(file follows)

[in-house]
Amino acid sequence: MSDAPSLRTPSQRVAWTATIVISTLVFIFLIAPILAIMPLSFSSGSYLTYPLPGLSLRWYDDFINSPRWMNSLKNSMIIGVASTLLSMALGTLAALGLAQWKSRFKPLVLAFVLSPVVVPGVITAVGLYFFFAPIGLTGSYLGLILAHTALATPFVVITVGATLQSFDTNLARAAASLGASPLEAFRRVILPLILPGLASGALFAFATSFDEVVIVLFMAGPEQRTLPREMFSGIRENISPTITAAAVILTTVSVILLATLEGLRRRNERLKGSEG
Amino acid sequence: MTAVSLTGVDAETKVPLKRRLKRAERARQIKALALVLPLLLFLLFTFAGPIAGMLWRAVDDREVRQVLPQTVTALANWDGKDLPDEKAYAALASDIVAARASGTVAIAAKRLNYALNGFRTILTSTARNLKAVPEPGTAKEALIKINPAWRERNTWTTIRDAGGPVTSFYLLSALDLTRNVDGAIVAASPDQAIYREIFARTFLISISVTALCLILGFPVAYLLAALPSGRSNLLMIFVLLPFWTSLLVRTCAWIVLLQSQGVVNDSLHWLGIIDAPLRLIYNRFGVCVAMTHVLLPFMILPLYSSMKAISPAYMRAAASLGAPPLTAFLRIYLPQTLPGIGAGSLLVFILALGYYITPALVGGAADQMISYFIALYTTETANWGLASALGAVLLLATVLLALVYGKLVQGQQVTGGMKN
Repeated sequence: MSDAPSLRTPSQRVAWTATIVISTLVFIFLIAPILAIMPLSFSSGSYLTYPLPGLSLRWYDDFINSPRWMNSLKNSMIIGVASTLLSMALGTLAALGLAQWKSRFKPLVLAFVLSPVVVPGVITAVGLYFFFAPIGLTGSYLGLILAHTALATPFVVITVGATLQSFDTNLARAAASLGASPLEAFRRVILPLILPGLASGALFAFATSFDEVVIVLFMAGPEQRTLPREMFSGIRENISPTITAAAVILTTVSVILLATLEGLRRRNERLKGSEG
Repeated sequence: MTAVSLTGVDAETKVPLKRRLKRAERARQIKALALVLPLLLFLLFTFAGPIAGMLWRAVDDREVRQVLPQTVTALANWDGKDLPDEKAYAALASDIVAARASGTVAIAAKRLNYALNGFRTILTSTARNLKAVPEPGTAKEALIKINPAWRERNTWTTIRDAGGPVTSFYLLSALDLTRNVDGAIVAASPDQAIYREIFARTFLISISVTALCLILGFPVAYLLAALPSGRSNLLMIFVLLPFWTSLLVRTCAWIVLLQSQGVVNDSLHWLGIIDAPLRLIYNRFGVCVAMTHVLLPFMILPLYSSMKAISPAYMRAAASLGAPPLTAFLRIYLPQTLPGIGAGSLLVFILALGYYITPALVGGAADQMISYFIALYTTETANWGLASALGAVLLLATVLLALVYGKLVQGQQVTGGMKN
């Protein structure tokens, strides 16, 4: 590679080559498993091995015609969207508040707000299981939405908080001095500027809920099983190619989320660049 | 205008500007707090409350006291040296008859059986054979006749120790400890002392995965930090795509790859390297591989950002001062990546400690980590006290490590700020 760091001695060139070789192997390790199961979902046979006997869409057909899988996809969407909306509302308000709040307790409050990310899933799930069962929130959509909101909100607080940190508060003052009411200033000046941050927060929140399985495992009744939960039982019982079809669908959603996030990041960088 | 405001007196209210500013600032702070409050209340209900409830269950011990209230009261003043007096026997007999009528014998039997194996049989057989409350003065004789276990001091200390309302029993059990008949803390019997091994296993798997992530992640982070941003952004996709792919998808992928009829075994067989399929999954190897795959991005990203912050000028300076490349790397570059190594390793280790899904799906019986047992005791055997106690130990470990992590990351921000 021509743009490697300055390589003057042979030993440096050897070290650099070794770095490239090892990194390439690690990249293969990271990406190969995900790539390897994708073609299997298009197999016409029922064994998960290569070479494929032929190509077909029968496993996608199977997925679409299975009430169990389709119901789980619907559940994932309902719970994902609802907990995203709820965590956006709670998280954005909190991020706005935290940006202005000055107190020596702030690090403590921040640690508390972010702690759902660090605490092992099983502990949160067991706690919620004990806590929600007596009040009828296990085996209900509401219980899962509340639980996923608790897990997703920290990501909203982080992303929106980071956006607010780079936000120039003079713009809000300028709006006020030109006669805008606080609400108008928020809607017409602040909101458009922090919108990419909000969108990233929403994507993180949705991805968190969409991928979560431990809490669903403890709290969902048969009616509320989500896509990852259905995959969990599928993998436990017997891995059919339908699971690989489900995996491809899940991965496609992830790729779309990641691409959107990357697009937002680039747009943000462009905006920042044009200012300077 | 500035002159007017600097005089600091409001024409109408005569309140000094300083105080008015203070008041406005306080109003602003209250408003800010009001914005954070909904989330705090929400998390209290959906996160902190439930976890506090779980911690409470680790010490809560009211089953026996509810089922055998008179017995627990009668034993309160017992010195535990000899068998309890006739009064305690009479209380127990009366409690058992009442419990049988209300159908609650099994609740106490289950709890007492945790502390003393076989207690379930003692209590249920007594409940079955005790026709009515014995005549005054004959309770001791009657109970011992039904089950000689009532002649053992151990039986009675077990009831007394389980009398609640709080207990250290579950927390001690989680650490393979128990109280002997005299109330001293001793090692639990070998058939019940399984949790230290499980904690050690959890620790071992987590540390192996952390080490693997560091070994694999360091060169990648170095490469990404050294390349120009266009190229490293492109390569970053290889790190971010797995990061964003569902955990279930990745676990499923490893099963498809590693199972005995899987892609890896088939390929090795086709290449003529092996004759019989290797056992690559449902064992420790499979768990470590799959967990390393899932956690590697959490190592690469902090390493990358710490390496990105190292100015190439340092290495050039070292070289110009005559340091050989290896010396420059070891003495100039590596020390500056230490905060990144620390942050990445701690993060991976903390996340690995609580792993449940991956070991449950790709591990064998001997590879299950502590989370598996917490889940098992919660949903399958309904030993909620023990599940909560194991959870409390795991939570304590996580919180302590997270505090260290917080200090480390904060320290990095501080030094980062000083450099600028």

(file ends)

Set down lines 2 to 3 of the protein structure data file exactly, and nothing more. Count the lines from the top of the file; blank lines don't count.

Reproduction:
Amino acid sequence: MSDAPSLRTPSQRVAWTATIVISTLVFIFLIAPILAIMPLSFSSGSYLTYPLPGLSLRWYDDFINSPRWMNSLKNSMIIGVASTLLSMALGTLAALGLAQWKSRFKPLVLAFVLSPVVVPGVITAVGLYFFFAPIGLTGSYLGLILAHTALATPFVVITVGATLQSFDTNLARAAASLGASPLEAFRRVILPLILPGLASGALFAFATSFDEVVIVLFMAGPEQRTLPREMFSGIRENISPTITAAAVILTTVSVILLATLEGLRRRNERLKGSEG
Amino acid sequence: MTAVSLTGVDAETKVPLKRRLKRAERARQIKALALVLPLLLFLLFTFAGPIAGMLWRAVDDREVRQVLPQTVTALANWDGKDLPDEKAYAALASDIVAARASGTVAIAAKRLNYALNGFRTILTSTARNLKAVPEPGTAKEALIKINPAWRERNTWTTIRDAGGPVTSFYLLSALDLTRNVDGAIVAASPDQAIYREIFARTFLISISVTALCLILGFPVAYLLAALPSGRSNLLMIFVLLPFWTSLLVRTCAWIVLLQSQGVVNDSLHWLGIIDAPLRLIYNRFGVCVAMTHVLLPFMILPLYSSMKAISPAYMRAAASLGAPPLTAFLRIYLPQTLPGIGAGSLLVFILALGYYITPALVGGAADQMISYFIALYTTETANWGLASALGAVLLLATVLLALVYGKLVQGQQVTGGMKN